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Yes. While the terms are often used interchangeably, the main difference is the device's ability to turn a person face-up when in water without effort from the person.
As stated by Transport Canada:
“Lifejackets are designed for wear when abandoning the vessel in an emergency situation. They generally provide more buoyancy and give the wearer more freeboard (distance between the mouth and the water) by inclining the person onto their back to keep their face – mouth and nose – further from the water. Lifejackets are designed to help turn and keep the wearer face up even when unconscious. Higher buoyancy lifejackets provide the most support in turbulent waters and extended periods of time. There are no approved lifejackets that provide thermal protection on the market at this time.
Personal Flotation Devices (PFDs) are designed for comfort and constant wear. As a result, most models provide less buoyancy than lifejackets and will not roll wearers face up or incline them onto their backs. The wearer must be able to move arms and legs to avoid rolling forward. When worn, PFDs provide the wearer with a high degree of safety if he or she falls overboard. The buoyancy the device provides makes it easier to stay afloat, and if the water is cold (less than 15 °C), because it gives the body a chance to recover from cold shock – gasping and shallow, rapid breathing that occurs the first few minutes following immersion – and provides protection against the rapid failure in swimming ability that follows. Some PFDs have added thermal protection to delay the onset of hypothermia if in the water for an extended period of time.“
Buoyancy is the ability of the device to support you when in the water. Life jackets and PFDs will indicate the capacity they have (the person's recommended weight limit) for that device. Make sure that your device will support you by adding the additional weight of any clothing, boots, or tools that might be worn when working on or above water.
Transport Canada is the regulatory authority that sets out the standards for equipment and operations of commercial vessels. Transport Canada also accepts the use of the Canadian Coast Guard, and Fisheries and Oceans Canada approved life jackets and PFDs.
Yes. In Canada, all fourteen jurisdictions have legislation about protection against drowning. All jurisdictions require the use of a life jacket or PFD when there is the risk of drowning and there are no other measures in place which would prevent a fall in the water (e.g., other fall prevention or protections measures are in place such as guardrails, full body harness and life line, safety net, etc.). In some cases, the legislation may specify the use of a life jacket (device capable of self-righting a person).
Several jurisdictions address specific situations such as:
Note that Transport Canada also specifies certain types of devices when aboard certain water craft or when near water. For example Transport Canada specifies types of life jackets or PFDs for different vessels, including what devices are required for Safety of Life at Sea (SOLAS), all other vessels, small vessels, recreational use/personal watercraft, and human powered vessels (including stand-up paddleboards).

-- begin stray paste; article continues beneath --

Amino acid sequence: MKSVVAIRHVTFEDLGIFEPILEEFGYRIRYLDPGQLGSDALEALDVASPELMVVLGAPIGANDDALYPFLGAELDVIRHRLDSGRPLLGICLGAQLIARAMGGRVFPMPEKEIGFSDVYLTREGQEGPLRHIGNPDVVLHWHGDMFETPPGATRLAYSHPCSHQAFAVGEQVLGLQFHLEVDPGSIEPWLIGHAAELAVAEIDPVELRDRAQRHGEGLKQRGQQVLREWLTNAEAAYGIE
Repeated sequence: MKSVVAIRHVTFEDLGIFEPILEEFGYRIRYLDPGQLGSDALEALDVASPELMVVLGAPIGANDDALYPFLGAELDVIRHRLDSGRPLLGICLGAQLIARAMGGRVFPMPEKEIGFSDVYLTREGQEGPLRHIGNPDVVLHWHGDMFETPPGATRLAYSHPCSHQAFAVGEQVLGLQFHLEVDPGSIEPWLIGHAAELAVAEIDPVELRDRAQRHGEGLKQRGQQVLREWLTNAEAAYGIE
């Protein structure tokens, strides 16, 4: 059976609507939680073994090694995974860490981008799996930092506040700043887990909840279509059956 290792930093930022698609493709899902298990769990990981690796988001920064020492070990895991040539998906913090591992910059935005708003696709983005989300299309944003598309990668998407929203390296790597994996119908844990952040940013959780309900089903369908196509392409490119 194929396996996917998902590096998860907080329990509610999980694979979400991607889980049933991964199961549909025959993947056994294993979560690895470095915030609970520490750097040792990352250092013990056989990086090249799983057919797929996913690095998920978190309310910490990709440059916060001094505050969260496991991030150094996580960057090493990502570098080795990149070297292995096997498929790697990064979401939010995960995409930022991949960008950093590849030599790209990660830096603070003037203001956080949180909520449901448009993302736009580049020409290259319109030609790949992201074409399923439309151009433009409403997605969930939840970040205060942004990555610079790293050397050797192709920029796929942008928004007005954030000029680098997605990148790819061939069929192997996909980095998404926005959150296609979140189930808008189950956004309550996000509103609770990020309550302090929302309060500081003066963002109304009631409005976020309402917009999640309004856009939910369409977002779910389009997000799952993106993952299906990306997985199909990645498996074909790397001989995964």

When choosing a life jacket or PFD, make sure it:
When practical, test your device by entering a pool or shallow water under supervision. When the water is waist deep, bend your knees and let the device help you float. It also helps to feel how the device works so you know what will happen in an emergency.
Always follow the manufacturer's instructions about care and maintenance. General tips include to:
In many cases, a person who is drowning may do so “silently” – that is, they are not able to call or wave their arms for help. Be aware when a person is unable to keep their head above water. While each situation may be different, signs may include:
Most importantly, always wear your life jacket or PFD. Do not keep it close by and assume you will be able to find it and put it on in an emergency.
Other safety tips include;
When using any personal protective equipment, the equipment use should be done as part of a personal protective equipment program. Refer to the OSH Answers document Designing an Effective Personal Protective Equipment (PPE) Program for further information.
When working on or near water, an emergency response plan should be developed. A written emergency plan and procedures may also include the presence of a qualified or trained person who can assist in rescue operations, and availability of other rescue equipment, such as floatation devices, boat, boat hook, and/or signalling device. Rescuers may need to be trained in cardiopulmonary resuscitation (CPR) and first aid.
If a person is rescued from a near drowning, get medical assistance. In some cases, secondary and/or delayed drowning may occur if a small amount of water has entered the lungs.
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Although every effort is made to ensure the accuracy, currency and completeness of the information, CCOHS does not guarantee, warrant, represent or undertake that the information provided is correct, accurate or current. CCOHS is not liable for any loss, claim, or demand arising directly or indirectly from any use or reliance upon the information.